European Children With No Cigars
I’ve always enjoyed smoking, but now and then, I can tell that smoking cigarettes isn’t doing my lungs that much good after all, particularly in runs of cold weather. I’ve been rolling my own for the last year, since that drops the cost per pack from almost $7 to a couple bucks or so. So, I’ve decided to quit. It’s easy. I’ve done it lots of times.
When I got the heave-ho last year and had to start grabbing my stuff, I also grabbed a very fine humidor that was a gift from some mighty nice friends to my ex. My ex-bride used to enjoy smoking cigars, and not the cheap crap I would smoke if I’d been buying them. There are a couple of $8.75 Cohibas in there, among others. $8.75 in 2006 equates to 72 cents in 1930, the era of the top-o’-the-line 50-cent cigar. She stopped smoking, and I knew the lot would simply go away in haste. I had (and still have) pipe tobacco in there too, but rarely lit up because cigarettes, being addictive, simply take over. If you’re going to store tobacco in dry desert air, a humidor is not a bad thing to have. I just grabbed it and packed it away to deal with later.
Now, I don’t really smoke cigars. I’m more of a pipe man. Oh, now and then I did smoke a cigar just to be sociable, but they stink, much like cigarettes do. I don’t do the manly thing and suck on a cigar while slurping rum, brandy, whiskey, or scotch. That would be an okay pastime, but I can’t afford the cigars, nor the scotch. I’m relegated to the cheapest vodka I can find for the duration, carefully rationed. But here are all these abandoned pricey cigars, and here I already just happen to have my once-a-year 750ml bottle of Jim Beam bourbon in the cupboard.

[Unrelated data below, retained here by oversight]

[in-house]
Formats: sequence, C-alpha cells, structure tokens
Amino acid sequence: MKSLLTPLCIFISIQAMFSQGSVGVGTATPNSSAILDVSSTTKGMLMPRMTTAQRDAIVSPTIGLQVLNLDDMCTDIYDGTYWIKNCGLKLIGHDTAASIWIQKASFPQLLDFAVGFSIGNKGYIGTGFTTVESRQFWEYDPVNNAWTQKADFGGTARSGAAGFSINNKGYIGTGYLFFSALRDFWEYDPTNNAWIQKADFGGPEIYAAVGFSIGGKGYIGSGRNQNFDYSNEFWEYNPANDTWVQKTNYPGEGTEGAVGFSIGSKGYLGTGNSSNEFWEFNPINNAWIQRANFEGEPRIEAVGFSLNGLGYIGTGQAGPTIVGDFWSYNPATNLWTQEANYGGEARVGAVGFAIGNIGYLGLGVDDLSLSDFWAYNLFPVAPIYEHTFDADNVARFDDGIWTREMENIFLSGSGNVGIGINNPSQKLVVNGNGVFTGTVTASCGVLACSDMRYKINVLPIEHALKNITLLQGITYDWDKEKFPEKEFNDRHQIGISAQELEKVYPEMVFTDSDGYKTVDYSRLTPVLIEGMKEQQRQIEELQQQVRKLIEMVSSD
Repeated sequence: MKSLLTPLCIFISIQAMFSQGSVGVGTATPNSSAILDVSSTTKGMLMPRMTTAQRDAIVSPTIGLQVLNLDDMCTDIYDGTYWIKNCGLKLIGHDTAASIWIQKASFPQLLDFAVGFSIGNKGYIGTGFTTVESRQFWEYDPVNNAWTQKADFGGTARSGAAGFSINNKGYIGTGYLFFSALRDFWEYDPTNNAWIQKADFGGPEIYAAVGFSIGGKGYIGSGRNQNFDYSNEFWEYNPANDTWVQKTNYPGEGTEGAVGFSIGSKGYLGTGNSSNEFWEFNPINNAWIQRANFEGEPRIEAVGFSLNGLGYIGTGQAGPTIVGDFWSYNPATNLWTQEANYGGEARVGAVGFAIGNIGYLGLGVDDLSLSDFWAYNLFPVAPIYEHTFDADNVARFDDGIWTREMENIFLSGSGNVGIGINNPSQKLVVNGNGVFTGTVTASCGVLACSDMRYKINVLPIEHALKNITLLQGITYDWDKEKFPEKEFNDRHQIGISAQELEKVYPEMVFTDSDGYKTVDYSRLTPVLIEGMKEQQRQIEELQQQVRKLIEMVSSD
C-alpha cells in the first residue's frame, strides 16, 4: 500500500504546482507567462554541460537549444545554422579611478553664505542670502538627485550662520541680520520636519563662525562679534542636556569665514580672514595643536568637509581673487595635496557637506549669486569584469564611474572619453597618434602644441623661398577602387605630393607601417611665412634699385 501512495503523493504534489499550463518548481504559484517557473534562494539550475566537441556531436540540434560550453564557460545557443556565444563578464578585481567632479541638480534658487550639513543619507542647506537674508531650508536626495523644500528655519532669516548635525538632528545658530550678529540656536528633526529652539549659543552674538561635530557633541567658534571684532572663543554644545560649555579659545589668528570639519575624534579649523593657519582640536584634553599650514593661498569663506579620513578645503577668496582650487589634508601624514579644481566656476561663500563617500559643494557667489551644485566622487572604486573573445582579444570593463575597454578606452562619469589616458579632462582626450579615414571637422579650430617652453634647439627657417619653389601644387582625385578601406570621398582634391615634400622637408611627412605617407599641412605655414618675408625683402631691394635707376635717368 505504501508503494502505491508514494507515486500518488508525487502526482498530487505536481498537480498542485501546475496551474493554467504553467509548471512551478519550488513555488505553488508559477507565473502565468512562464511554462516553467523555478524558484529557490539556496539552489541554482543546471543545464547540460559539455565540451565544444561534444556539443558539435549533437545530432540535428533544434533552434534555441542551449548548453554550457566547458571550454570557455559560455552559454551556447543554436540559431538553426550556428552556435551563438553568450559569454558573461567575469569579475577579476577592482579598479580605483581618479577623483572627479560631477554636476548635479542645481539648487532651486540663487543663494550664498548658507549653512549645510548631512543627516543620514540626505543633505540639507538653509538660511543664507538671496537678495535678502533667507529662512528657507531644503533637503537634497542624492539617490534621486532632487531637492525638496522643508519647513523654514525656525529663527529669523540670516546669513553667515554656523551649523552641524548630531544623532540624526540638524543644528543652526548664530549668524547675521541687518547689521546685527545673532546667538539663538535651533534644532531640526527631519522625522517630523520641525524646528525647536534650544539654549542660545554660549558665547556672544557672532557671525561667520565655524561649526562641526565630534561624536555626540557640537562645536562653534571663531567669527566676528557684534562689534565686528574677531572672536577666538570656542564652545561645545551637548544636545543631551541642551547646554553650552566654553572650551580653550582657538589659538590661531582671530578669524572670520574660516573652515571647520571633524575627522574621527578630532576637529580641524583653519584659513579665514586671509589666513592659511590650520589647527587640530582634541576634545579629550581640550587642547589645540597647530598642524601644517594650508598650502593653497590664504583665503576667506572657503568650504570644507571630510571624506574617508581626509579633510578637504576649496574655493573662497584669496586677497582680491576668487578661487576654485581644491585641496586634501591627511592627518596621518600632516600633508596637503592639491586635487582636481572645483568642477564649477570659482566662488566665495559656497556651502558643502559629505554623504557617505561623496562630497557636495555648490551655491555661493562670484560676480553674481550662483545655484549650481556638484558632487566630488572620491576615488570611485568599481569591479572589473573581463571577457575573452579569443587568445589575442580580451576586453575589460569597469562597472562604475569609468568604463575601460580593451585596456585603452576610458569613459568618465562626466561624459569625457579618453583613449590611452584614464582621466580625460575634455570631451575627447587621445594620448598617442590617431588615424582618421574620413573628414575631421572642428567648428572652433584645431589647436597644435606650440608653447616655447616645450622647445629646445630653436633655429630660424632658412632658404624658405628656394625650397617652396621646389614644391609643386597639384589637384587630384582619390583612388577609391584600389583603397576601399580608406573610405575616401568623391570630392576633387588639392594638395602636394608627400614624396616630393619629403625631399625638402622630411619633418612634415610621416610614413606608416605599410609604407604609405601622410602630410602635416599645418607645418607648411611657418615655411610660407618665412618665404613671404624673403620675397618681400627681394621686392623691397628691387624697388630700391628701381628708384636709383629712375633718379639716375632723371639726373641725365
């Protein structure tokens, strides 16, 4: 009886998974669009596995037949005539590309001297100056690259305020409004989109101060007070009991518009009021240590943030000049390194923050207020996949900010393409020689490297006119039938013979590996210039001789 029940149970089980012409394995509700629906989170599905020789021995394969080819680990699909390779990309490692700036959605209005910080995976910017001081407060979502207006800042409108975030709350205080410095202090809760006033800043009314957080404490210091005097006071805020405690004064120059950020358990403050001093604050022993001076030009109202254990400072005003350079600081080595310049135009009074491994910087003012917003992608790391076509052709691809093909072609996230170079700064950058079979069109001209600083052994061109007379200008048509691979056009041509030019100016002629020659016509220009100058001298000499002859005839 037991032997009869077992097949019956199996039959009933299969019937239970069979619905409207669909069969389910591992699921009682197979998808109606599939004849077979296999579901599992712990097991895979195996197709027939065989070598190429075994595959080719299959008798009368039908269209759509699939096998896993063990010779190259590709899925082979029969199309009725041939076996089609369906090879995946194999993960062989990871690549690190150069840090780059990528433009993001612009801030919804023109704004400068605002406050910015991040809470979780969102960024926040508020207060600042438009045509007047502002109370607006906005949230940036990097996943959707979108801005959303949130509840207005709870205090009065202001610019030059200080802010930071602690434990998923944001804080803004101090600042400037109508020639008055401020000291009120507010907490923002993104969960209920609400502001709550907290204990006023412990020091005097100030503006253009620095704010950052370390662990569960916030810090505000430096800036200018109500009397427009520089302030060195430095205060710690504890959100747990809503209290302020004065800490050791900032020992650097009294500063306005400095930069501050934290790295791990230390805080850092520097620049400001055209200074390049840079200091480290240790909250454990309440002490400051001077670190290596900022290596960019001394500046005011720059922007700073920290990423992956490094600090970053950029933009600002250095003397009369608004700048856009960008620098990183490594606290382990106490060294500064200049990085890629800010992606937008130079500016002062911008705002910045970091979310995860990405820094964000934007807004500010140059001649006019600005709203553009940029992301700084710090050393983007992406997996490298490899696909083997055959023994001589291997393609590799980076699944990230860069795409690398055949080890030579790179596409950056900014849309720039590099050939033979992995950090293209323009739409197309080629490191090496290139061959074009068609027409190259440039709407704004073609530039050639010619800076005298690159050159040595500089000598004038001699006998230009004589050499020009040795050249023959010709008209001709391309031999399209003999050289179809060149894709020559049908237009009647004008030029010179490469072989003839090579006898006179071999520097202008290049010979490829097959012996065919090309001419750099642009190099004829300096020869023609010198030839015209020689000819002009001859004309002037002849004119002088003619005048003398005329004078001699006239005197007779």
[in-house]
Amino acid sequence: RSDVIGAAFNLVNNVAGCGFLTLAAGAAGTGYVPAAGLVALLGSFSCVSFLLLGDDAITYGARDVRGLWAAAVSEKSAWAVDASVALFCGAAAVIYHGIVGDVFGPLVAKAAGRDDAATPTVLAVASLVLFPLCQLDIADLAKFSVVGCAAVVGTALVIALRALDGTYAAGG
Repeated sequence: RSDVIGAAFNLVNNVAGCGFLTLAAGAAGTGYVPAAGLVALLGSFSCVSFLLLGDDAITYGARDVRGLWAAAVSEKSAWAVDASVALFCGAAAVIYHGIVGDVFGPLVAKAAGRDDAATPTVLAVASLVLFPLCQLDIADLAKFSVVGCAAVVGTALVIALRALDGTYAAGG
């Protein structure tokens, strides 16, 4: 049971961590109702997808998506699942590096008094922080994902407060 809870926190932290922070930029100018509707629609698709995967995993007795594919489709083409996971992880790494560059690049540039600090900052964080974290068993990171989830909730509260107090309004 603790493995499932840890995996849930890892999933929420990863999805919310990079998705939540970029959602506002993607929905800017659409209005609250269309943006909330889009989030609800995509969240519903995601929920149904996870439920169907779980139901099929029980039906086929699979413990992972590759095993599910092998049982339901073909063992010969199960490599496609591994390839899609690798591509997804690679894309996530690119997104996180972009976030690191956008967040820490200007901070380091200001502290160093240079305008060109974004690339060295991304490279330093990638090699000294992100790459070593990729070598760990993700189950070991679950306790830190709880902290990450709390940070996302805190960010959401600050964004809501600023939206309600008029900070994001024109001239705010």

Why smoke these leftover cigars at all? That’s a fair question, and I’m glad you asked. It’s those starving children in Europe, who would probably jump on these puppies like a truckload of cats on a rabbit’s nest. Somewhere in Europe there is a young child without an eight dollar and seventy-five cent Cohiba, and here I would be, just dropping them into a waste basket. I know. Such a thought makes one reflexively draw a breath in shock.
No, it would just be morally wrong. Whether man or woman, each person must somewhere draw a line in the shifting sands of societal decay and say, “No more. This is where I will stand and defend.” Some things cannot be compromised. They cannot be shaded a lighter grey. Is not man meant for duct tape, and duct tape for man? So too it is with tobacco products on hand. I must sit resolutely each day in my vintage lawn chair and watch the sun slowly set, cigar in one hand and bourbon in the other. I will do this until the last cigar runs out. I am doing it for them.
Then at last I can revert to my pipe, the true signature of Civilized Man. In all of this desert wilderness, there will stand a sentinel once more. In my mind’s eye, I can see the ghost of Emily Post smiling and knowingly nodding her approval. Then, she turns with an expression of slight concern and asks, “Don’t you own a smoking jacket?”